The pathogenesis of PMOP is a complicated process and is still not fully understood. Previous studies have reported that ferroptosis serves a crucial role in OP (29,33,37). Ferroptosis, a form of programmed cell death, is characterized by the accumulation of intracellular iron and lipid ROS. Ferroptosis is mediated by the toxicity of free iron, the depletion of the antioxidant glutathione (GSH) and the accumulation of oxidative damage to membrane lipids (38). Although iron is essential for maintaining cell function, intracellular iron overload induces ROS formation through the Fenton reaction, generating deleterious lipid peroxides that damage the cellular structure and function. Among reactive lipid species produced by lipid peroxidation, 4-hydroxy-2-nonenal, MDA and other products can cause harm to cells (39). Furthermore, the System Xc-/GPX4 axis has been reported to serve a vital role in inhibiting ferroptosis. Firstly, cystine, the precursor of cysteine, is transported into the cell via System Xc-. Then, GSH is produced from cysteine, glutamate and glycine by enzymatic catalysis (40). SLC7A11 is a subunit of the solute transport family System Xc-transporter (41). GSH is a critical antioxidant in cells and is catalyzed by GPX4 to oxidize GSH during lipid peroxidation. Thereafter, H+ is released to scavenge intracellular oxygen radicals and inhibit lipid peroxidation-induced ferroptosis (42). It has been previously reported that, in mice, ferroptosis exerts a marked impact on bone loss induced by a high-fat diet (29). Another study reported ferroptosis and increased mitochondrial ferritin in type 2 diabetic osteoporotic rats (37). The presence of iron has been reported to suppress the expression of RUNX2, the key transcription factor related to osteogenic differentiation (43). The anti-ferroptosis effect of ‘Qing'e Pills’ has been reported to be mediated by the upregulation of System Xc- and GPX4 in OVX rats (44). In essence, ferroptosis is mediated by lipid peroxidation and reduces expression of the core factors GPX4 and SLC7A11 in response to external stimuli, thereby impairing the antioxidant system. In the present study, increased levels of Fe2+ and MDA were observed in rat bone tissues 12 weeks after OVX, which indicated increased lipid peroxidation, leading to impaired cell metabolism (45). Western blotting indicated decreased protein expression levels of GPX4 and RT-qPCR indicated decreased mRNA expression levels of SLC7A11, which was consistent with a previous study (44). These results indicated that OVX could induce ferroptosis. A previous study reported that FLL could protect against OP by inhibiting oxidative stress (23). Significantly decreased Fe2+ and MDA levels and significantly increased levels of the marker factors GPX4 and SLC7A11 were observed in OVX rats treated with FLL compared with the OVX group. These findings suggested that FLL promoted osteogenesis and protected against PMOP by inhibiting ferroptosis.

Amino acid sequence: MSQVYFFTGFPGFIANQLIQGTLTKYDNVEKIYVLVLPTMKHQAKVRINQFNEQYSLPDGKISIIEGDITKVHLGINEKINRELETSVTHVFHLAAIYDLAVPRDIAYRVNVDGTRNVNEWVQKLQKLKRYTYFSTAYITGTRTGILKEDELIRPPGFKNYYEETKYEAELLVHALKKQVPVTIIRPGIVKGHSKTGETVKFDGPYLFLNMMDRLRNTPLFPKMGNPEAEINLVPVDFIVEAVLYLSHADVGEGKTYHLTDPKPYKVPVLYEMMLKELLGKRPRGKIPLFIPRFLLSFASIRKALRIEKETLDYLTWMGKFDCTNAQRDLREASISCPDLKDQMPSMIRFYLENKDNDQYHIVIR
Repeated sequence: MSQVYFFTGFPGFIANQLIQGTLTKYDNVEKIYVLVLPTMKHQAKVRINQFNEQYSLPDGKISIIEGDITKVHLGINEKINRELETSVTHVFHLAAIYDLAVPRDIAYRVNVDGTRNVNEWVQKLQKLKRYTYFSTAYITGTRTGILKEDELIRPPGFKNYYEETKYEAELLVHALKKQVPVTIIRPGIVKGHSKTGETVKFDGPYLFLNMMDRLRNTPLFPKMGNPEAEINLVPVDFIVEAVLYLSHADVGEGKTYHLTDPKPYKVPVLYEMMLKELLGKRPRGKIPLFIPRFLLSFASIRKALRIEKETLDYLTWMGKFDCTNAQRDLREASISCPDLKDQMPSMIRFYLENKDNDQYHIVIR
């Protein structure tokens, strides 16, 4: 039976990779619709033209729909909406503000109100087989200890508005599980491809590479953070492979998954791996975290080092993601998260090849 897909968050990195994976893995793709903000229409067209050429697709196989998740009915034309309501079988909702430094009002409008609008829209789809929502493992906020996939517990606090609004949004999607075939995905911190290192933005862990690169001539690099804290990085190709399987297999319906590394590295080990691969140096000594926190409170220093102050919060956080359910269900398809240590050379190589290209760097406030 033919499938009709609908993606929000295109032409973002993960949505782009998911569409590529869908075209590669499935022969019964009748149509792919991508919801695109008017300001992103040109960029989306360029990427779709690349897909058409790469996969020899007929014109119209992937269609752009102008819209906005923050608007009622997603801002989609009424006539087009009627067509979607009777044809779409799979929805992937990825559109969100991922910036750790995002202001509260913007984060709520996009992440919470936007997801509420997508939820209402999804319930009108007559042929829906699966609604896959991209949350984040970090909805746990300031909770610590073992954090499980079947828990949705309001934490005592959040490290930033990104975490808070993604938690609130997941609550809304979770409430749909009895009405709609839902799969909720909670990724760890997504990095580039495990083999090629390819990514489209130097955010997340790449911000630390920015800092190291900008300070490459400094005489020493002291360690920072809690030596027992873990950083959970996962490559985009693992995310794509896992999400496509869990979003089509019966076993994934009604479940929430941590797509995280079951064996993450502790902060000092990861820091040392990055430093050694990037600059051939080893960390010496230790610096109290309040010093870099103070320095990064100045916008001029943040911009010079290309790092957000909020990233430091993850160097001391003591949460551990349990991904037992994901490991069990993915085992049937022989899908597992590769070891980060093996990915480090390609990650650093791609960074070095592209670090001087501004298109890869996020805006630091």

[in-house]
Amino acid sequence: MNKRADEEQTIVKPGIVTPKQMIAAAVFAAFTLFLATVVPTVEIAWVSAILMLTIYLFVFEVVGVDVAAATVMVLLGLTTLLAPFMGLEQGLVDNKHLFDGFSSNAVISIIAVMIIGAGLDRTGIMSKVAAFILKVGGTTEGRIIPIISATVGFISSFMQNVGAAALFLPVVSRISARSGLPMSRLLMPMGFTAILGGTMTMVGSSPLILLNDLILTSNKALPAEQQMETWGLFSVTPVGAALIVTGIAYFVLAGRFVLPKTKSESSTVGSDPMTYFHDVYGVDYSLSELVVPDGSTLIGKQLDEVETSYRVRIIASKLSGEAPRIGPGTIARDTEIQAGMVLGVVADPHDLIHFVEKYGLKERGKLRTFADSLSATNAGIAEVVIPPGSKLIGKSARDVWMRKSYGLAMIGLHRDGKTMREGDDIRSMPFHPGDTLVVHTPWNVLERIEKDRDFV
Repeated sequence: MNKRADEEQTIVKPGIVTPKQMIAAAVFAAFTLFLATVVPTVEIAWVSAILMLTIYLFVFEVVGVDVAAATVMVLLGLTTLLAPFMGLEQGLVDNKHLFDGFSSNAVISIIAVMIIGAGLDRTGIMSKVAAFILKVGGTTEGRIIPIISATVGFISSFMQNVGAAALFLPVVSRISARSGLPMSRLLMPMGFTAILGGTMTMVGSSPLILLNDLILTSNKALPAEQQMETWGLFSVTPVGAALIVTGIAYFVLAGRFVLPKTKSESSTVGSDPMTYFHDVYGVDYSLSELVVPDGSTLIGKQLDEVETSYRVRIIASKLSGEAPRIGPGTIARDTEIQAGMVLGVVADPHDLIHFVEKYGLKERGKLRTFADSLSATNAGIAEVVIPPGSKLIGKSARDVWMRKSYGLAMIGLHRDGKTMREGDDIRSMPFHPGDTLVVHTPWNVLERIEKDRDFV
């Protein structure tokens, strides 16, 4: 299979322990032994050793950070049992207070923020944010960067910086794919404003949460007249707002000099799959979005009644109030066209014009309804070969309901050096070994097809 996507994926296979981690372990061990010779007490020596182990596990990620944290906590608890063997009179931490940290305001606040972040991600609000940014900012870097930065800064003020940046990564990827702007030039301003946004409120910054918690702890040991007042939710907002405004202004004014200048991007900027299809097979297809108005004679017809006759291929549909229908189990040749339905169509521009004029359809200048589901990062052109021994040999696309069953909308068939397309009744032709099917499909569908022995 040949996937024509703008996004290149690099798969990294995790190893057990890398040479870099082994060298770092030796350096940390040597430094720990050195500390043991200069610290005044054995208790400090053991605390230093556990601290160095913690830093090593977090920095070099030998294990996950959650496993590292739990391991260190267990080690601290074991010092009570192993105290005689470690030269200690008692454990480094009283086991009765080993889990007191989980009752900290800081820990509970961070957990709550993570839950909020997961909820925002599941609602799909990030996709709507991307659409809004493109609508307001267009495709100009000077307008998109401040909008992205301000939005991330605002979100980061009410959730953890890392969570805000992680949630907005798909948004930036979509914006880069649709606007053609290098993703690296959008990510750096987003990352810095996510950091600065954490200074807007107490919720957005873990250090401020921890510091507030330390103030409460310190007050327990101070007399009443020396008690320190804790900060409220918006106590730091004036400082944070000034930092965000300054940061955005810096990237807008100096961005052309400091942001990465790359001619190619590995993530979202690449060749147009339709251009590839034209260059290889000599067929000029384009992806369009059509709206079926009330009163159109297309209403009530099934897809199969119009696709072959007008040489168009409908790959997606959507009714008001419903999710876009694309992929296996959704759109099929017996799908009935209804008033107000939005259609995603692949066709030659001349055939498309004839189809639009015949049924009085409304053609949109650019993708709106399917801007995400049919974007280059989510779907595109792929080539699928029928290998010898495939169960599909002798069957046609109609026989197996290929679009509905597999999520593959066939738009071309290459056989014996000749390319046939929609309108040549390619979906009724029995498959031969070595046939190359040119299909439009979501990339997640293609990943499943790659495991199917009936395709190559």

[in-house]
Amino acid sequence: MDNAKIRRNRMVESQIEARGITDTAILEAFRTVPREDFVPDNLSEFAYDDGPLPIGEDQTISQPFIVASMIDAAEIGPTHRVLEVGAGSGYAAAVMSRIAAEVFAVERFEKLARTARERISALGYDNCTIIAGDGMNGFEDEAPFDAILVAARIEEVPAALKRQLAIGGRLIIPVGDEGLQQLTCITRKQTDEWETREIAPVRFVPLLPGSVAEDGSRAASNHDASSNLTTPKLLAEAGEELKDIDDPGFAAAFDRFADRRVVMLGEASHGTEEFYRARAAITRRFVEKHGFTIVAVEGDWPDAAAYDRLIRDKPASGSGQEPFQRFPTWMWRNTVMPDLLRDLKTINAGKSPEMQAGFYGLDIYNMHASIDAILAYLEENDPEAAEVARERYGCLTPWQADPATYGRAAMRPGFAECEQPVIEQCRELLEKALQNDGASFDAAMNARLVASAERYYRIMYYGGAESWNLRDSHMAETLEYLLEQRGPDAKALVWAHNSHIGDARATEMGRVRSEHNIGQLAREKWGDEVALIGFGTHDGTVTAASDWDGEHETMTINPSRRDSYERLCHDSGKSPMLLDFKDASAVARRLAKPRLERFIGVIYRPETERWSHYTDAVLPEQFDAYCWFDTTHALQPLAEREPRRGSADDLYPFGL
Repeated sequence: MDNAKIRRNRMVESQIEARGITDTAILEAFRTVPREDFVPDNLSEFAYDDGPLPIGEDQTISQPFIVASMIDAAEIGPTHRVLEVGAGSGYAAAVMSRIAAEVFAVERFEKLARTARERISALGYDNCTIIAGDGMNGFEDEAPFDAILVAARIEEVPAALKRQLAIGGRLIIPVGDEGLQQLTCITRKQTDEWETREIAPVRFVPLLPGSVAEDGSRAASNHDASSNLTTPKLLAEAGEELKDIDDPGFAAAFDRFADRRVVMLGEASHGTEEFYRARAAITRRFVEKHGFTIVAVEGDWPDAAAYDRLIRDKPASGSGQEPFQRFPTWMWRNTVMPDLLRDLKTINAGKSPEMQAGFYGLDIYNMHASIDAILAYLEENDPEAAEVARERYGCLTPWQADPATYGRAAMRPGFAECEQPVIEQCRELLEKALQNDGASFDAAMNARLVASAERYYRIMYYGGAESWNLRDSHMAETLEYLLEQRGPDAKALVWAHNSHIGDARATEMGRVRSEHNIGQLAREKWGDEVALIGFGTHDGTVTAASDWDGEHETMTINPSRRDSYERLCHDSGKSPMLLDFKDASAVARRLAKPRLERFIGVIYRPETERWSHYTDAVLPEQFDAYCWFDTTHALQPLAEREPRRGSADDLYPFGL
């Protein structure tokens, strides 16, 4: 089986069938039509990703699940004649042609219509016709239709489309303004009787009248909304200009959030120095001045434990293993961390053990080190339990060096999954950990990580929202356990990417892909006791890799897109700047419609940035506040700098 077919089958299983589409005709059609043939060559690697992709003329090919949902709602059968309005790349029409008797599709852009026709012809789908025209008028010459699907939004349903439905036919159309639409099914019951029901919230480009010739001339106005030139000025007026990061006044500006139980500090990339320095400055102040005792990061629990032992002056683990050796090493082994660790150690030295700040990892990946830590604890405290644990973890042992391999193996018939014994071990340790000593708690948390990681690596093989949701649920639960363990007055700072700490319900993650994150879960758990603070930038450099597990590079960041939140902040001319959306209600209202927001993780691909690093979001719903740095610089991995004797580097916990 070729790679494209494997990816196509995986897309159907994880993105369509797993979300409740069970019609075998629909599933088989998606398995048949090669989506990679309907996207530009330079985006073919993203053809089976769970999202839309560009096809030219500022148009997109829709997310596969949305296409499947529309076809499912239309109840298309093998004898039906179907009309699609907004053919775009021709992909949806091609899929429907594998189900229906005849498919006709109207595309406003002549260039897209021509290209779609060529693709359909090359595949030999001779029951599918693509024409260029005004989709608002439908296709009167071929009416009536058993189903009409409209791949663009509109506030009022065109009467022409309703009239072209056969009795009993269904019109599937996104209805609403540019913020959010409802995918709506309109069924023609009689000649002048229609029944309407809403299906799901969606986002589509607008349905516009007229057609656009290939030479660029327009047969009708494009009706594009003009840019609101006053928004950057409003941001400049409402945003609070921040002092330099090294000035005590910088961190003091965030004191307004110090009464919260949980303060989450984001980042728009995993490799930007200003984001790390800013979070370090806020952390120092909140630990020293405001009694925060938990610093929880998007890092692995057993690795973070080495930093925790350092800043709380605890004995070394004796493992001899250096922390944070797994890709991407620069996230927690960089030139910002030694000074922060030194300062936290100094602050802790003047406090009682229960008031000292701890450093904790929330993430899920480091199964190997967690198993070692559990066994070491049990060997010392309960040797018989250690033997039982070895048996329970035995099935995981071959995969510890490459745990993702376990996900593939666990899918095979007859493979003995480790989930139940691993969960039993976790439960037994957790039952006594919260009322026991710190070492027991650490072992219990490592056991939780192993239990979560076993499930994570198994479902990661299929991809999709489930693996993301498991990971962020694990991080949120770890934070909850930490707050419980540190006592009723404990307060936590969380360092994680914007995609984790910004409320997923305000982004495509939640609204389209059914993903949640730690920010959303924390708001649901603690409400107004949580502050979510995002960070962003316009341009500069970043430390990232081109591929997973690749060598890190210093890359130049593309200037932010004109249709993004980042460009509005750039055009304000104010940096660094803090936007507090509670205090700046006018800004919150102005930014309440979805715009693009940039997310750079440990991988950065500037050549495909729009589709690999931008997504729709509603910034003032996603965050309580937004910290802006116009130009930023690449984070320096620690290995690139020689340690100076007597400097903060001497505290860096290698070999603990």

The transcription factor Nrf2, one of the crucial regulators of the cellular antioxidant response, serves an essential role in protecting against oxidative stress (39). The antioxidant defense systems are closely associated with lipid accumulation (45). Due to its protective effect on maintaining cell function, inhibition of Nrf2 or a number of its downstream target genes results in decreased responsiveness to cellular dysfunction and increased cell death (39). Following Nrf2 activation, HO-1 and other ROS-detoxifying enzymes are also upregulated (25). In the presence of oxidative stress, Nrf2 in the nucleus induces transcription of HO-1 and upregulates HO-1 gene and protein expression (46,47). However, downregulation of Nrf2 is associated with diseases associated with lipid peroxidation and ferroptosis (48). Previous studies have reported that the Nrf2/HO-1 signaling pathway is involved in the regulation of ferroptosis (34,49-51). Activation of the Nrf2/HO-1 signaling pathway may suppress the generation of intracellular lipid ROS and increase GPX4 activity, thereby protecting MC3T3-E1 cells against ferroptosis (34). Panaxydol has been reported to inhibit lipopolysaccharide-induced ferroptosis and inflammation through Keap1-Nrf2/HO-1 signaling (49). In conclusion, as the Nrf2/HO-1 pathway is activated, ferroptosis and cell injury are inhibited, restoring normal lipid metabolism (48). Consistent with the aforementioned reports, the present study demonstrated that Nrf2 and HO-1 were downregulated in OVX rats and signs of ferroptosis were observed in OVX rats, which indicated that the Nrf2/HO-1 signaling pathway may participate in OVX-induced ferroptosis. Salidroside, the active ingredient in FLL, has been previously reported to provide protection against OP by upregulating Nrf2(26). Furthermore, FLL treatment significantly increased the expression levels of Nrf2, HO-1, GPX4 and SLC7A11, and Fe2+ and MDA content. Ferroptosis and lipid peroxidation were inhibited as the Nrf2/HO-1 signaling pathway was activated by FLL. These results indicated that the Nrf2/HO-1 signaling pathway could be an important factor in the regulation of OVX-induced OP and that the deactivation of the Nrf2/HO-1 signaling pathway corresponds with OVX-induced ferroptosis and OP.